The only time the baby’s nursery will look this clean is BEFORE the baby is born.

Most first-time parents want to assemble the perfect nursery room for their first baby. Some spend lots of time and money into it, creating a darling room with soothing pastel colors, cushy bumper pads, and cute stuffed animals. Unfortunately, not only is this sort of thing cognitively ineffective for your child, but it can be dangerous.


From 0 to 3 months, newborn babies’ vision is 40 times less accurate than adults. Not only are your newborn’s eyes still developing, but so is the visual cortex of their brain. For the most part, infants only see in shades of black, grey, and white.

At 3 months, the cones develop in their eyes to the point where they have clearer vision with color. Consequently, cognitive stimulation with high contrast patterns and shapes offer far more stimulation to a newborn and helps develop their brains quicker. Downloadable images are all over the web. Print them out and make a mobile to hang above your child’s crib and watch them stare in wonder.

In short, we recommend not overwhelming and overstimulating your child with the decorations in the room.


Deaths from Sudden Infant Death Syndrome (SIDS) has been decreasing in the US for about 20 years. In 2014, the CDC reported 1,500 infants died of SIDS with many, but not all, attributed to hazardous sleep conditions. According to a recent study by the American Academy of Pediatrics (AAP), parents should share their bedroom with their baby for the first year of life (but not in the same bed). This way, parents can easily monitor their child’s sleep more readily.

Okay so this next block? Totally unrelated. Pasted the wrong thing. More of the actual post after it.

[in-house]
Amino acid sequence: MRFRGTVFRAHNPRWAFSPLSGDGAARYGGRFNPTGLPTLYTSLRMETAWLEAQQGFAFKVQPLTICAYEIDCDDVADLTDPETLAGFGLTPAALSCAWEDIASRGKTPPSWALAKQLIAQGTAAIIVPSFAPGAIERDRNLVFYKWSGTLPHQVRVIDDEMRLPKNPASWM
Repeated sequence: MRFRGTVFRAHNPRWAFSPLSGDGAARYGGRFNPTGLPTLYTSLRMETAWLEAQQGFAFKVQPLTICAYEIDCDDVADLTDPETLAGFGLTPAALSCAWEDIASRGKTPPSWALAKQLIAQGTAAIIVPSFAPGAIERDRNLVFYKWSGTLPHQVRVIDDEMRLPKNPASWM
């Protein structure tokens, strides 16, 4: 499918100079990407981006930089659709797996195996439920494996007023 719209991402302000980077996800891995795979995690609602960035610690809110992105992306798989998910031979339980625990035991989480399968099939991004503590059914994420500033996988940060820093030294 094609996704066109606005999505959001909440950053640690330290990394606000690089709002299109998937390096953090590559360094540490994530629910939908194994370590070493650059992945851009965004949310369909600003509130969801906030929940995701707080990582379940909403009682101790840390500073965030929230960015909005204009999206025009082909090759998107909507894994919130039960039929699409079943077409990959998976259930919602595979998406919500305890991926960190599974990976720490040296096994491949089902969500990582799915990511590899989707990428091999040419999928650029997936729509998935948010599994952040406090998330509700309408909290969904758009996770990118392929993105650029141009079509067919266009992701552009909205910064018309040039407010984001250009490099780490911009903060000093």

Other recommendations to keep your baby safe include:

  • Always place your baby on his or her back for every sleep time.
  • Keep soft objects, toys, or loose bedding out of the crib. This includes pillows, blankets, stuffed animals, and bumper pads. There is no evidence that bumper pads prevent injuries, and there is a potential risk of suffocation, strangulation, or entrapment.
  • Infants should receive all recommended vaccinations.
  • Supervised, tummy time is recommended daily to facilitate development.

5) Diaper Time: Cloth or Disposable?

First Things First: Part 11 - Your First Baby | First Choice Power